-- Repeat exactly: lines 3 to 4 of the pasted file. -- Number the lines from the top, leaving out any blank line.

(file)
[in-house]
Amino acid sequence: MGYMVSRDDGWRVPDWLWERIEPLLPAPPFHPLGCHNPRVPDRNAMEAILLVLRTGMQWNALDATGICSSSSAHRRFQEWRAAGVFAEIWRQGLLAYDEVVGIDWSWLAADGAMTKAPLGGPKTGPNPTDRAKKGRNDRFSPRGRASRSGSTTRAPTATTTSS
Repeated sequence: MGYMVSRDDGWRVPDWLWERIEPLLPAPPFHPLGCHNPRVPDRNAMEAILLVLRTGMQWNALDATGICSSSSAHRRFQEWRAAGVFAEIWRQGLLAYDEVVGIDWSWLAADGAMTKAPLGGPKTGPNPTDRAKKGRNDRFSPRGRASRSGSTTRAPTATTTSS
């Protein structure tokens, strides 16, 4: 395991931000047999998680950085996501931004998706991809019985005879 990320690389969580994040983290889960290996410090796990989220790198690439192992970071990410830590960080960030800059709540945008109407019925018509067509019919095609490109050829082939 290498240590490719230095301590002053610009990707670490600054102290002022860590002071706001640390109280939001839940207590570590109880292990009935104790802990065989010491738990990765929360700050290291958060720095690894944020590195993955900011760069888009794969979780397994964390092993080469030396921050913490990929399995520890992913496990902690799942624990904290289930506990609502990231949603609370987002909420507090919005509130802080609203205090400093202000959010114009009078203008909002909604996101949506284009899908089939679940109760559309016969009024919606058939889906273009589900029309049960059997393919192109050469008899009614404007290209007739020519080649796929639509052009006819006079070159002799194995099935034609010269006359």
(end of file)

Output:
Repeated sequence: MGYMVSRDDGWRVPDWLWERIEPLLPAPPFHPLGCHNPRVPDRNAMEAILLVLRTGMQWNALDATGICSSSSAHRRFQEWRAAGVFAEIWRQGLLAYDEVVGIDWSWLAADGAMTKAPLGGPKTGPNPTDRAKKGRNDRFSPRGRASRSGSTTRAPTATTTSS
């Protein structure tokens, strides 16, 4: 395991931000047999998680950085996501931004998706991809019985005879 990320690389969580994040983290889960290996410090796990989220790198690439192992970071990410830590960080960030800059709540945008109407019925018509067509019919095609490109050829082939 290498240590490719230095301590002053610009990707670490600054102290002022860590002071706001640390109280939001839940207590570590109880292990009935104790802990065989010491738990990765929360700050290291958060720095690894944020590195993955900011760069888009794969979780397994964390092993080469030396921050913490990929399995520890992913496990902690799942624990904290289930506990609502990231949603609370987002909420507090919005509130802080609203205090400093202000959010114009009078203008909002909604996101949506284009899908089939679940109760559309016969009024919606058939889906273009589900029309049960059997393919192109050469008899009614404007290209007739020519080649796929639509052009006819006079070159002799194995099935034609010269006359």